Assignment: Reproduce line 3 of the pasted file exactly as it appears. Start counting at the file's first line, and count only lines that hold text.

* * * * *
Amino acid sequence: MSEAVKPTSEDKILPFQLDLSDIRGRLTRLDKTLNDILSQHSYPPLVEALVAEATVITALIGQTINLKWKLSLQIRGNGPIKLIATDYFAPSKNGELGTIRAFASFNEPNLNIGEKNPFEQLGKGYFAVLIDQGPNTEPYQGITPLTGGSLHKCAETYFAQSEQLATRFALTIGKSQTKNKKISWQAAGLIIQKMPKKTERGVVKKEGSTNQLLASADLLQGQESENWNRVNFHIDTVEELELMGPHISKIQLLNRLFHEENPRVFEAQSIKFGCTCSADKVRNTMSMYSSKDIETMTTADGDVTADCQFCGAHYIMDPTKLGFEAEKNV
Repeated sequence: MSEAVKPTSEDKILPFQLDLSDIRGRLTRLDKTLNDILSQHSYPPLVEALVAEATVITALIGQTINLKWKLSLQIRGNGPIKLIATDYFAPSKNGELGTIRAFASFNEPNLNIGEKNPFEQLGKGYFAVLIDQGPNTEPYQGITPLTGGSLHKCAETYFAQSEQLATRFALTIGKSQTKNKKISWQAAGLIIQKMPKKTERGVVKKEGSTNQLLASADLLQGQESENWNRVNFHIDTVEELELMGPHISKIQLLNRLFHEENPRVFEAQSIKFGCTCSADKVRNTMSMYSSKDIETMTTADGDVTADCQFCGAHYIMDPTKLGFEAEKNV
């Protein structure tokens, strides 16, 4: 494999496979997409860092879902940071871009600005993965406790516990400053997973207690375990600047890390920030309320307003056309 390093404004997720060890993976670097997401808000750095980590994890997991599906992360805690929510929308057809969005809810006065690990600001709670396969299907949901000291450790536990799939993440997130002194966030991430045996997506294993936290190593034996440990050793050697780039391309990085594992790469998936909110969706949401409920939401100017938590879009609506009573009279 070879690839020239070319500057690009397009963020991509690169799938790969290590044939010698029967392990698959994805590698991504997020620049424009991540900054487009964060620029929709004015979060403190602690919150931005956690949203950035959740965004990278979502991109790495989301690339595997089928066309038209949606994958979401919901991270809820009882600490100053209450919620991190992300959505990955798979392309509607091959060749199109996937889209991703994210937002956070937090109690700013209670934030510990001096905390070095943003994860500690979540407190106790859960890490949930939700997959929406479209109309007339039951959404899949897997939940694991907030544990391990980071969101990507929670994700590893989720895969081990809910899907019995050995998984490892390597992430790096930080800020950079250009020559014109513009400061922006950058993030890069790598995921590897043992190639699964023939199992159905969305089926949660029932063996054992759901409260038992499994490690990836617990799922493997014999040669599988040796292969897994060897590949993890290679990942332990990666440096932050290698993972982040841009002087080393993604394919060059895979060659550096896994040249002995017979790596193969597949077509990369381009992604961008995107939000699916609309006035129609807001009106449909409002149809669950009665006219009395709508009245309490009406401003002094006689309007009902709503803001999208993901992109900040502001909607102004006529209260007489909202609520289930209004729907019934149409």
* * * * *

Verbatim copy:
């Protein structure tokens, strides 16, 4: 494999496979997409860092879902940071871009600005993965406790516990400053997973207690375990600047890390920030309320307003056309 390093404004997720060890993976670097997401808000750095980590994890997991599906992360805690929510929308057809969005809810006065690990600001709670396969299907949901000291450790536990799939993440997130002194966030991430045996997506294993936290190593034996440990050793050697780039391309990085594992790469998936909110969706949401409920939401100017938590879009609506009573009279 070879690839020239070319500057690009397009963020991509690169799938790969290590044939010698029967392990698959994805590698991504997020620049424009991540900054487009964060620029929709004015979060403190602690919150931005956690949203950035959740965004990278979502991109790495989301690339595997089928066309038209949606994958979401919901991270809820009882600490100053209450919620991190992300959505990955798979392309509607091959060749199109996937889209991703994210937002956070937090109690700013209670934030510990001096905390070095943003994860500690979540407190106790859960890490949930939700997959929406479209109309007339039951959404899949897997939940694991907030544990391990980071969101990507929670994700590893989720895969081990809910899907019995050995998984490892390597992430790096930080800020950079250009020559014109513009400061922006950058993030890069790598995921590897043992190639699964023939199992159905969305089926949660029932063996054992759901409260038992499994490690990836617990799922493997014999040669599988040796292969897994060897590949993890290679990942332990990666440096932050290698993972982040841009002087080393993604394919060059895979060659550096896994040249002995017979790596193969597949077509990369381009992604961008995107939000699916609309006035129609807001009106449909409002149809669950009665006219009395709508009245309490009406401003002094006689309007009902709503803001999208993901992109900040502001909607102004006529209260007489909202609520289930209004729907019934149409």